Appellant applied to the Public Employees Retirement Association (PERA) for a duty-related disability pension under Minn. Stat. § 353.656, subd. 1 (2004).  In conjunction with the application to PERA, appellant’s treating orthopedic doctor indicated that appellant’s condition was not related to any previous injury, although he did note the 1996 surgery.  Responding to a request by PERA for information, respondent notified PERA of its position that appellant’s injury was not a direct result of his employment.  The city was not afforded an opportunity to appear or otherwise participate in the PERA proceedings.  Initially, PERA determined that there was insufficient “evidence to substantiate that [appellant’s] disabling condition [was] duty related,” and it approved a non-duty-related disability pension.  One month later, without additional input from respondent, but after receiving information from appellant about his 1996 injury, PERA notified appellant that it had approved him for a duty-related disability pension.  The decision omitted findings on the specific cause of appellant’s injury.

Appellant then applied to respondent city for continued health-insurance benefits under Minn. Stat. § 299A.465 (2002 & Supp. 2003).  Respondent denied appellant’s request for the continuation of benefits, relying on its determination that appellant’s disabling injury did not occur while he was acting in the course and scope of his duties as a peace officer.  In 2005, appellant brought a declaratory-judgment action in St. Louis County district court, alleging that the city was estopped from challenging his qualification for continued health-insurance benefits.  The district court denied summary judgment, and a bench trial was held in May 2006. 

At trial, appellant relied on his argument that the city was required, as a matter of law, to provide continued health-insurance coverage, but he presented no evidence that established the cause of his disabling injury or that he was injured in the course and scope of his duties as a peace officer.  The district court ruled for respondent, concluding that (a) appellant failed to prove that his disabling injury occurred in the course and scope of his duties as a peace officer, and (b) the grant of a PERA duty-related disability pension was not dispositive of the application for continued employer-paid health-insurance benefits under Minn. Stat. § 299A.465.  Appellant challenges this adverse judgment.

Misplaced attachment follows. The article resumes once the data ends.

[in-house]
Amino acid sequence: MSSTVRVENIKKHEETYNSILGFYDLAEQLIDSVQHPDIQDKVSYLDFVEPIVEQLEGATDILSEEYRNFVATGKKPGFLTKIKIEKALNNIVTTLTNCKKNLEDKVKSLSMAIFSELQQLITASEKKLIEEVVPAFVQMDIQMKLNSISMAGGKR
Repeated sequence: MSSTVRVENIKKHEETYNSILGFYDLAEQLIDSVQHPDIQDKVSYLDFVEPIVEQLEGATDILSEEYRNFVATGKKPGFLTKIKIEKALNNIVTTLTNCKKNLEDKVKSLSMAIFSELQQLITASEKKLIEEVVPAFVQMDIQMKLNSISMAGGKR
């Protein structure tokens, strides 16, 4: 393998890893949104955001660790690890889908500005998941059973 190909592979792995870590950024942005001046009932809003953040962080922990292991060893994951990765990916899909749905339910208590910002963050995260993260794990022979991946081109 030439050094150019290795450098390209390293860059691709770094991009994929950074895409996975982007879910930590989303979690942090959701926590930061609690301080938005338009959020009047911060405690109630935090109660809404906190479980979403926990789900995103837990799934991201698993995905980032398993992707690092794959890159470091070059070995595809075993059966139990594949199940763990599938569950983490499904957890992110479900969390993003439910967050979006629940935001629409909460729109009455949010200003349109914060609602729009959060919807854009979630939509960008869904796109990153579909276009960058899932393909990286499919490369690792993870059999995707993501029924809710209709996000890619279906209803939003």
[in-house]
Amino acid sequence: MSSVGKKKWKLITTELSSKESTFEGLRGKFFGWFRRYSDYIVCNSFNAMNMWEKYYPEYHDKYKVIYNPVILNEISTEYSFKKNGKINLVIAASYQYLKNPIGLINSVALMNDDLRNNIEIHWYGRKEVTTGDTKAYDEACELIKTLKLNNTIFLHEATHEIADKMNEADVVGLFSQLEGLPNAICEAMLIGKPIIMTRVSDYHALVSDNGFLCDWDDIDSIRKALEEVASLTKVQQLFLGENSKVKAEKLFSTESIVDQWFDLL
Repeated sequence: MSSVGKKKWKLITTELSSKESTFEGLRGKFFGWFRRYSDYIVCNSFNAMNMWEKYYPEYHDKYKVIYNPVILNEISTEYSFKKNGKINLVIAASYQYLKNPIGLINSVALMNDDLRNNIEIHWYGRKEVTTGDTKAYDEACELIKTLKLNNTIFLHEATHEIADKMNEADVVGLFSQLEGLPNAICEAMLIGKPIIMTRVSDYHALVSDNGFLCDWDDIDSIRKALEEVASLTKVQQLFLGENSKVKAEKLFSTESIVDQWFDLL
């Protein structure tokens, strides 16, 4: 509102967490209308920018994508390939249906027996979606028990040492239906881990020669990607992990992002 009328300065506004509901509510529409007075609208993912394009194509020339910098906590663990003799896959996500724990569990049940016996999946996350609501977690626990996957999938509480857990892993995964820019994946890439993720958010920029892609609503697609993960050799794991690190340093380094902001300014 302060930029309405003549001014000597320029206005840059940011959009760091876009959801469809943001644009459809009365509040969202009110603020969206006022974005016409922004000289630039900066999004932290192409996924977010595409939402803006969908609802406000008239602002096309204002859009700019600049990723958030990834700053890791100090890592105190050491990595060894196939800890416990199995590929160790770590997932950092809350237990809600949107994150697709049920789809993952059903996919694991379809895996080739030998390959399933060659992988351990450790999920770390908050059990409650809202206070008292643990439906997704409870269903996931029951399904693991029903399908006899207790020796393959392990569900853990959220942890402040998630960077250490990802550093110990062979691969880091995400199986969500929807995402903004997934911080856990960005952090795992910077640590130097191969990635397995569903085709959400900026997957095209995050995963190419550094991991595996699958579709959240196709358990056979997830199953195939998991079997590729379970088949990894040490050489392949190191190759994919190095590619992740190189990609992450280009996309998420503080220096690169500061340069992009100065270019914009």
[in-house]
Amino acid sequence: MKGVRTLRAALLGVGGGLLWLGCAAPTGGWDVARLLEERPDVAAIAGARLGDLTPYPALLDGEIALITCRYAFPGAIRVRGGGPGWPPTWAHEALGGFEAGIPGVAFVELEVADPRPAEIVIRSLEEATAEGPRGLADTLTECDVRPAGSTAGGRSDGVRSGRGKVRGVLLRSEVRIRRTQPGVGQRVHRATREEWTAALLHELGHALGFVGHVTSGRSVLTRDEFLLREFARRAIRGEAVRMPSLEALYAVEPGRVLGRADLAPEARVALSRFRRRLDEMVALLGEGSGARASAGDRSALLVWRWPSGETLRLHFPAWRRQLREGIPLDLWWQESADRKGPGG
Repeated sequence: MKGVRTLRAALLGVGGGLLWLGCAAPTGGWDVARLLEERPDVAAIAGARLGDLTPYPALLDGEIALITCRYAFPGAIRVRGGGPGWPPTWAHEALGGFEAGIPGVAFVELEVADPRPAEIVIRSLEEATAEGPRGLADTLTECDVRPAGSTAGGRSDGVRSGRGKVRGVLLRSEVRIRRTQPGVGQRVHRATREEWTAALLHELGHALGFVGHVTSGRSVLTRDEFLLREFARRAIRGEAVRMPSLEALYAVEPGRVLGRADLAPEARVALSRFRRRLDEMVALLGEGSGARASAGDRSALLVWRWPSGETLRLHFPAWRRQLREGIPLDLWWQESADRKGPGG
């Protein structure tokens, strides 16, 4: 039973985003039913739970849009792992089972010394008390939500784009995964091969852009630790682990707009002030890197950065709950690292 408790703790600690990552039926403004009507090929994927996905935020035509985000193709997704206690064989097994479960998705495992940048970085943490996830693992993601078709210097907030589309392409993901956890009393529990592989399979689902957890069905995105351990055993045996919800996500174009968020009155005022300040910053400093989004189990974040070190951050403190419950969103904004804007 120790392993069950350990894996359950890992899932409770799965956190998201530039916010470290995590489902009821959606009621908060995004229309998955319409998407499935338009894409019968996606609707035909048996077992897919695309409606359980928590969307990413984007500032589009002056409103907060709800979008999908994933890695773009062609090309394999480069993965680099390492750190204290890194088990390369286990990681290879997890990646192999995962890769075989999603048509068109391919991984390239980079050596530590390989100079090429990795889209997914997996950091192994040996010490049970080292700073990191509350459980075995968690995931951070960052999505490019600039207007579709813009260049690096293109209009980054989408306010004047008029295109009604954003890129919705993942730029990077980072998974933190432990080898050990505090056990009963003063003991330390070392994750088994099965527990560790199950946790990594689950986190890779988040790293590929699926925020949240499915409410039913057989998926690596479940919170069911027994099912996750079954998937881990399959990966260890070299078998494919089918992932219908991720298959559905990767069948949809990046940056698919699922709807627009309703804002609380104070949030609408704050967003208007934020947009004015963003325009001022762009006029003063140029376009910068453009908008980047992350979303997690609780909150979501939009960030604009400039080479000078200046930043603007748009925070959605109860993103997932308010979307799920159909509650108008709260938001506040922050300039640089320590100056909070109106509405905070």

On appeal from a declaratory judgment, we will reverse findings of fact only if they are clearly erroneous, but we “review the district court’s determinations of legal questions de novo.”  Pestka v. County of Blue Earth, 654 N.W.2d 153, 157 (Minn. App. 2002), review denied (Minn. Feb. 26, 2003).  Appellant does not challenge the district court’s factual findings; his arguments focus on the interplay between the statutes governing disability pensions and those governing continued health-insurance benefits.  Statutory construction is a question of law reviewed de novo.  Brookfield Trade Ctr., Inc. v. County of Ramsey, 584 N.W.2d 390, 393 (Minn. 1998), review denied (Minn. Oct. 9, 1998).  Accordingly, we must determine whether the district court properly applied the law.

In 2004, when appellant applied for benefits, a number of different statutes governed the training and certification of peace officers, the administration of pensions for public employees who were members of the statewide police and fire plan, and benefits available to peace officers and firefighters disabled or killed in the line of duty and to the family members of those killed or disabled.  See, e.g., Minn. Stat. §§ 626.84-.863 (peace officer training, duties, and licensing); 353.63-.659 (police-and-fire-plan membership and benefits); 299A.41-.47 (2004) (public safety officer’s survivor benefits).[1]